Washington In the more than 250 days until Nov. 2, John Kerry can answer questions that linger in spite of, or because of, all he has said so far. Such as:
Other than denoting your disapproval, what does the adjective mean in the phrase "special interest"? Is the National Education Assn. a special interest? The AFL-CIO?
You abhor "special tax giveaways for the privileged and special interests." When supporting billions in ethanol subsidies, mostly for agribusinesses, did you think about corn-growing, caucus-holding Iowa?
Is the National Rifle Assn. a "special interest"? Is "special" a synonym for "conservative"?
When you denounce "lobbyists," do you include those for Planned Parenthood and the Sierra Club? Is "liberal lobbyist" an oxymoron?
All the Americans affected by laws you pass -- that is, all Americans -- refuse to pipe down and mind their own business so that you can mind their business for them. Often they hire lobbyists to exercise their First Amendment right to "petition the government for a redress of grievances." Can you despise lobbyists without disparaging that right?
You say the rich do not pay enough taxes. In 1979, the top 1 percent of earners paid 19.75 percent of income taxes. Today they pay 36.3 percent. How much is enough?
You say the federal government is not spending enough on education. President Bush has increased education spending 48 percent. How much is enough?
In January 1991, after Iraq extinguished Kuwait's sovereignty, you opposed responding with force rather than economic sanctions. Have such sanctions ever undone such aggression?
On Jan. 11, 1991, you said that going to war was abandoning "the theory of deterrence." Was it not a tad late to deter Iraqi aggression?
The next day you said, "I do not believe our nation is prepared for war." How did unpreparedness subsequently manifest itself?
On Jan. 22, 1991, responding to a constituent opposed to the Gulf War, you wrote "I share your concerns" and would have given sanctions more time. Nine days later, responding to a voter who favored the war, you wrote, "I have strongly and unequivocally supported President Bush's response to the crisis." Did you have a third position?
You say the Bush administration questions "the patriotism" of its critics. You say that as president you will "appoint a U.S. trade representative who is an American patriot." You mean the current representative, Robert Zoellick, is not a patriot?
You strongly praise former Treasury Secretary Bob Rubin, who strongly supports NAFTA and free trade. Have you changed your mind about him or about free trade (as you have changed your mind about No Child Left Behind, the 2002 war resolution, the Patriot Act, etc.)?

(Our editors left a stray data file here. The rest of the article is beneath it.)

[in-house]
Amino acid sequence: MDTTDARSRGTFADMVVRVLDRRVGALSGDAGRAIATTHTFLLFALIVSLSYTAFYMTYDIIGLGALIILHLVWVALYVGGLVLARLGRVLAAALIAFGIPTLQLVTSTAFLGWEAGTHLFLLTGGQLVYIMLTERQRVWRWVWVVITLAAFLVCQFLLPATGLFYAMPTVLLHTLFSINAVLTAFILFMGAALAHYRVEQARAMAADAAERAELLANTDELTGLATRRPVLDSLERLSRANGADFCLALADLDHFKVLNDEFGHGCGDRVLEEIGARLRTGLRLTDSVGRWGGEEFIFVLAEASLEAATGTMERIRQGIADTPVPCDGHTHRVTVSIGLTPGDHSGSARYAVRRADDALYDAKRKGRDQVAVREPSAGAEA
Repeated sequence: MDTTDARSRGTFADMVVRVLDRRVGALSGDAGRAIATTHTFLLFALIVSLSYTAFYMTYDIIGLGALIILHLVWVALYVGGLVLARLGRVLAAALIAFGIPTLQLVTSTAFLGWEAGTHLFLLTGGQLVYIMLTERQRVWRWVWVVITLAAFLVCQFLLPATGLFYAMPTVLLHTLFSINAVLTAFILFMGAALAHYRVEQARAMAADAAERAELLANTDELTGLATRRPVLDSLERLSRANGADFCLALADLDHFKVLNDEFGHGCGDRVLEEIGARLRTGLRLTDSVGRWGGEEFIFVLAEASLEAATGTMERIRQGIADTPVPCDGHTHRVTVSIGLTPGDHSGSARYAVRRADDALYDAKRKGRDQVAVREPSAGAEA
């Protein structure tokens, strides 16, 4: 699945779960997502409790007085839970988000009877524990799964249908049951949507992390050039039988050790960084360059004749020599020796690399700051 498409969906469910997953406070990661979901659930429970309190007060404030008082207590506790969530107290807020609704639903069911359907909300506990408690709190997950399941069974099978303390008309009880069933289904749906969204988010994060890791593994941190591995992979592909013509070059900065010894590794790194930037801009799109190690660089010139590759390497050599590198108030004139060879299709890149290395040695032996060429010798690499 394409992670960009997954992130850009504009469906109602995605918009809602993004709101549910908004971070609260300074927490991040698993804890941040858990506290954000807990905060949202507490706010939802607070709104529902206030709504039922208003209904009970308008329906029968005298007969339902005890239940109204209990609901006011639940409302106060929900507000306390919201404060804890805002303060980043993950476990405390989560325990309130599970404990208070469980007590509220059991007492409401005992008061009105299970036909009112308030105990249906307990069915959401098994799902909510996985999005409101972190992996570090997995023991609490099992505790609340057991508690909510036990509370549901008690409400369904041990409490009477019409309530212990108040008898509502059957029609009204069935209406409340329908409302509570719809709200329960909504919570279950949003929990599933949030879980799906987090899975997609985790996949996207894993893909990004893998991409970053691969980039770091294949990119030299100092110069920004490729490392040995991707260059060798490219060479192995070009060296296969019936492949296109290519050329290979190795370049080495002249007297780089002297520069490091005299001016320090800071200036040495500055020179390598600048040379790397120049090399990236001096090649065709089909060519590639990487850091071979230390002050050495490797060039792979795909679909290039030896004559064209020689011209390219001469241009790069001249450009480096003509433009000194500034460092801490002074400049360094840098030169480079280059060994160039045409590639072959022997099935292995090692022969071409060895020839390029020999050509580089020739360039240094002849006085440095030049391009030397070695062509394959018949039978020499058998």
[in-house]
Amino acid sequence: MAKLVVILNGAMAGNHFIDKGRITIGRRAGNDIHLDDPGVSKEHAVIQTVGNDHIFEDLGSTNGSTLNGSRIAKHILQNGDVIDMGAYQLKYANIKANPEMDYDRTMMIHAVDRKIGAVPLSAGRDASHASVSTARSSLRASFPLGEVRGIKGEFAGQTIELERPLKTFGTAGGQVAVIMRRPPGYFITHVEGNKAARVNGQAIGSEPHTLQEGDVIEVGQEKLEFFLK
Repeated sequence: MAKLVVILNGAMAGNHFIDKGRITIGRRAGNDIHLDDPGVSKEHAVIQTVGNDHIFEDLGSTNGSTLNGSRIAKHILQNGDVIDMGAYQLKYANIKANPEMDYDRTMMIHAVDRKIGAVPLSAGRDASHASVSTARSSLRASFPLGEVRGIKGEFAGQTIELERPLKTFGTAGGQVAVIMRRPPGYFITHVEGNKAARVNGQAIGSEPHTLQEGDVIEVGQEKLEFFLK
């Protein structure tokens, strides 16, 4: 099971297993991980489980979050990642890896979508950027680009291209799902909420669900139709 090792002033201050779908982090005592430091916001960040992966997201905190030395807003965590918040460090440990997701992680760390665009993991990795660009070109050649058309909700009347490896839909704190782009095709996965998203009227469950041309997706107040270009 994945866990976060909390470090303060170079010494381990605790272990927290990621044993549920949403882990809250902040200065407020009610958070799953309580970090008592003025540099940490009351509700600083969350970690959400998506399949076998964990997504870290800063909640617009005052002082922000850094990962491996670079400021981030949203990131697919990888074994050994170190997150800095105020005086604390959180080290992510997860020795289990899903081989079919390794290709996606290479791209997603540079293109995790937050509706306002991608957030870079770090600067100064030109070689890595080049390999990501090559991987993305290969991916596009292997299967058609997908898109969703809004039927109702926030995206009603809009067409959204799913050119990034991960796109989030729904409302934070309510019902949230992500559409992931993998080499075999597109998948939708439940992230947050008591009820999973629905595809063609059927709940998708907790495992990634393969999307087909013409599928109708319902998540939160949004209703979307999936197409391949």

You oppose immediate termination of U.S. involvement in Iraq, and you opposed the $87 billion to pay for involvement. Come again?
In 1994, the year after the first attack on the World Trade Center, you voted to cut $1 billion from counterterrorism activities. In 1995, you proposed a $1.5 billion cut in intelligence funding. Are you now glad that both proposals were defeated?
You favor civil unions but not same-sex marriage. What is the difference? What consequences of gay marriage worry you? Your state's highest court says marriage is "an evolving paradigm." Do you agree? You say you agree with what Dick Cheney said in 2000: States should have a right to "come to different conclusions" about same-sex marriage. Why, then, were you one of only 14 senators who opposed the Defense of Marriage Act, which protects that right? Massachusetts opponents of the same-sex ruling are moving for a referendum to amend the state constitution to define marriage as between a man and a woman. How will you vote?
You favor full disclosure of political spending. Organized labor is fighting new regulations requiring full disclosure to union members of the political uses of their mandatory union dues. As president, would you rescind these regulations?
Praising McCain-Feingold restrictions on political contributions, you said: "This bill reduces the power of the checkbook and I will therefore support it." In December you saved your sagging campaign by writing it a $6.4 million check. Why is your checkbook's unfettered freedom wholesome?
You deny that restricting campaign contributions restricts speech. How much of the $6.4 million did you spend on speech -- broadcast messages?
Billionaire George Soros says he will spend whatever is necessary -- just a few million so far, but more coming -- to defeat Bush. As one who believes -- well, who says -- there is "too much money" in politics, are you appalled?
There are 28 more questions where these 28 came from.
- George Will is a columnist for Washington Post Writers Group.